The treatment of the sponsor is nicely done again too. I’ve not seen Les’ words at the time of writing but I bet they mention amber shorts. So, yeah, what Les said. Amber shorts with this would be ace. The home kit is double brilliant this year due to a new look stripe and this falls short of the home kit in terms of inventiveness. But it’s a nice enough plain black kit with snazzy taping bits and a better than normal launch.
Lastly, hopefully it does also mean the third kit can be a bit more out there. So, come on Umbro. Let’s have a colour nobody can agree on again. It’d be fun to disagree on social media over “snot green” or “lime sherbet” *
*yes, I’d like a green 3rd kit
@MikeCarterHKR: Whilst you’re sat reading this over a morning cuppa, or maybe on the commute to work, I’m likely stood outside the Prospect Centre Tiger Leisure waiting patiently in line to pick up this new piece of Hull City merch! It is, for me, one of those shirts that you just need to pick up on release day.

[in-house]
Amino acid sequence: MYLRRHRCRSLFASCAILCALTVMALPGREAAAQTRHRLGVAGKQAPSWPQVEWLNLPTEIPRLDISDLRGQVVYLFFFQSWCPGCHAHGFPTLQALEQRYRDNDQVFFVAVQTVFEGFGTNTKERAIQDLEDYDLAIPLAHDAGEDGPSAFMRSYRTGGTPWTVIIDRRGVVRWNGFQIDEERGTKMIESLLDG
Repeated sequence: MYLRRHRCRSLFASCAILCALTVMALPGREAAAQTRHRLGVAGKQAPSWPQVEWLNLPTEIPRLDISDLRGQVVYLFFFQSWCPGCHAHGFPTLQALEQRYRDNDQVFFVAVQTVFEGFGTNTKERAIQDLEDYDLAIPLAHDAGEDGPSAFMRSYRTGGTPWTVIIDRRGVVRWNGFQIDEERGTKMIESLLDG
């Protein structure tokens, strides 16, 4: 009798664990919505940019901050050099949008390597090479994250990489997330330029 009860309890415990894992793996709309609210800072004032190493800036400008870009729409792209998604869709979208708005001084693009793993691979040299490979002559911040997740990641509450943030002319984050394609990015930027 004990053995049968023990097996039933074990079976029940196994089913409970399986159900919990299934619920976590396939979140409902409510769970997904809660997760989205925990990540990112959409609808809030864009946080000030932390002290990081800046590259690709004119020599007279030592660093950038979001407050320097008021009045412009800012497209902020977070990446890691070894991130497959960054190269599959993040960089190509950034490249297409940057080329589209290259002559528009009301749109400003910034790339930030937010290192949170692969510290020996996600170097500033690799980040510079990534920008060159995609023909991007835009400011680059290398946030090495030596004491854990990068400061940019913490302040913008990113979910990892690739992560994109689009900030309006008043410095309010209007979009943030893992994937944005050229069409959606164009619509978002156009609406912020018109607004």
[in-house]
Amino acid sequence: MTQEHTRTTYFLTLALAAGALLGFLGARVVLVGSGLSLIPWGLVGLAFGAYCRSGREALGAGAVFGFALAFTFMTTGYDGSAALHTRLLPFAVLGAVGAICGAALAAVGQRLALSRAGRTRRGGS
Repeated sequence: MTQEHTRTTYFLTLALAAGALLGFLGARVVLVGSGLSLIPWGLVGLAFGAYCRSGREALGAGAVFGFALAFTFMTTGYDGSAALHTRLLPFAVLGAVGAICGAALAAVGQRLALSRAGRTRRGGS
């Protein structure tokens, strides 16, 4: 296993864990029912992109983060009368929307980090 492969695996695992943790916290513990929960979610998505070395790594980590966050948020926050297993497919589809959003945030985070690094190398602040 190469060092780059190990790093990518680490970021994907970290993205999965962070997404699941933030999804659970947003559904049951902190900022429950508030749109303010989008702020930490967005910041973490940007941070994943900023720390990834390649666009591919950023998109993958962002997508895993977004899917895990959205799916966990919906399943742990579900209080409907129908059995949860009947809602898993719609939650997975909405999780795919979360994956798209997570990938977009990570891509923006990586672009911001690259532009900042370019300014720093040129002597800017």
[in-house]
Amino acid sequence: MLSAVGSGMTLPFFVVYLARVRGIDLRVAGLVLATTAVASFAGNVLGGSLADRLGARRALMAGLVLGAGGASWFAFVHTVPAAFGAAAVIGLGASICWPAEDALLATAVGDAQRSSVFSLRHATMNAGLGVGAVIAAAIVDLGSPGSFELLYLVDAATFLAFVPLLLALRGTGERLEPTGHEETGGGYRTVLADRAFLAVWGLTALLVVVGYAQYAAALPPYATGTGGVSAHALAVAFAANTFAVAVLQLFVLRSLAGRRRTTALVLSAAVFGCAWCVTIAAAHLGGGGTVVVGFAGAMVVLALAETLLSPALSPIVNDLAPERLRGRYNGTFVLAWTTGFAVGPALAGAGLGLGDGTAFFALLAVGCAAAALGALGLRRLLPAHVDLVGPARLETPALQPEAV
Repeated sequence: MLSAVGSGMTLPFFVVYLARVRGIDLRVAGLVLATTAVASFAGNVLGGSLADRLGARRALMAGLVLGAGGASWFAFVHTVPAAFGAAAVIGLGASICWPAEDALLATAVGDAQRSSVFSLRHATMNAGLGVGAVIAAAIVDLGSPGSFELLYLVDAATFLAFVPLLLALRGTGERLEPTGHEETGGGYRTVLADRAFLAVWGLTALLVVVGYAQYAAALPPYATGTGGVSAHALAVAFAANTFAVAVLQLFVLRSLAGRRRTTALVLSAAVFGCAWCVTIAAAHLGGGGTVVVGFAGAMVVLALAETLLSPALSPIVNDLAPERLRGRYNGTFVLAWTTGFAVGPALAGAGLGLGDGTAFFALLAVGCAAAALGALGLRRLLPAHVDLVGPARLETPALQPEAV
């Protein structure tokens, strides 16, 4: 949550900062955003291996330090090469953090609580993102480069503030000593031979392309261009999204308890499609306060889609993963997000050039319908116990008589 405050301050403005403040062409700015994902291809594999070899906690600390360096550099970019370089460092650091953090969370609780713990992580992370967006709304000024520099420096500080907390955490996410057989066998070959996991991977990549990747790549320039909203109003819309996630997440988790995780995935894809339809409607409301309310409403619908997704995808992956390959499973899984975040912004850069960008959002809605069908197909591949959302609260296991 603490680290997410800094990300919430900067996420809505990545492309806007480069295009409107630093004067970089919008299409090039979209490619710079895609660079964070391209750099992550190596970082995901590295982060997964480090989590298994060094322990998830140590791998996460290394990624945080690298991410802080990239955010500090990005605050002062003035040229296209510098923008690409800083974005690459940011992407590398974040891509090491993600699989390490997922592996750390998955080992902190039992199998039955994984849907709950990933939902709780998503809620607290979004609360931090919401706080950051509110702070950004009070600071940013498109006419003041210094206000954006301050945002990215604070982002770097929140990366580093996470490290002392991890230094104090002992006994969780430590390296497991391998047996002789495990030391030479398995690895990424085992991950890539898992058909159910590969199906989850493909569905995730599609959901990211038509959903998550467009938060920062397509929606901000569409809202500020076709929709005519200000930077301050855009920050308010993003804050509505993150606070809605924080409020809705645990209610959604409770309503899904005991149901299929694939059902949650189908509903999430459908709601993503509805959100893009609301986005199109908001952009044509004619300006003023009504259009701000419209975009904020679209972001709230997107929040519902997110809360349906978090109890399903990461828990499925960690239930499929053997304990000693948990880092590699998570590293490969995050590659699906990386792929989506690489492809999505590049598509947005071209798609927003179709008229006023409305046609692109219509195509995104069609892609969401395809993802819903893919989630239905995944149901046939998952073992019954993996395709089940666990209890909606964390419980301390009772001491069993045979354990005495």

Umbro have once again smashed it out of the park with their efforts to provide us with another top notch Hull City strip. Plain black has been used a few times in recent seasons, and was largely well received by fans, and this looks to have quickly gained similar respect.
It is a simple yet effective look for the Tigers on their travels. The follow up of a third shirt allows us to have the all black attire without compromise of a kit clash. SportPesa have encouragingly allowed their name to appear in club colours rather than their corporate tones and it is amazing how such a small touch can have such a huge influence on a kit.
In 2018/19 Umbro have once again returned to retro roots with the famous Umbro taping appearing across the sleeves! This, in my opinion, is a great finishing piece to the kit and again in colour coordination with the Tigers colours. I am a huge fan of the 70s-esque taping and to see it return for a second season is fantastic! Even though we’ve seen it before, it has a unique twist on an effective design style. The amber neck trim just adds to the shirts appeal for me and it’s nice to see a crew neck finish return to a Hull City shirt.
Beautiful. Glorious. Sexy. These are just three of the words that I would use to describe the new Hull City 2018/19 change shirt.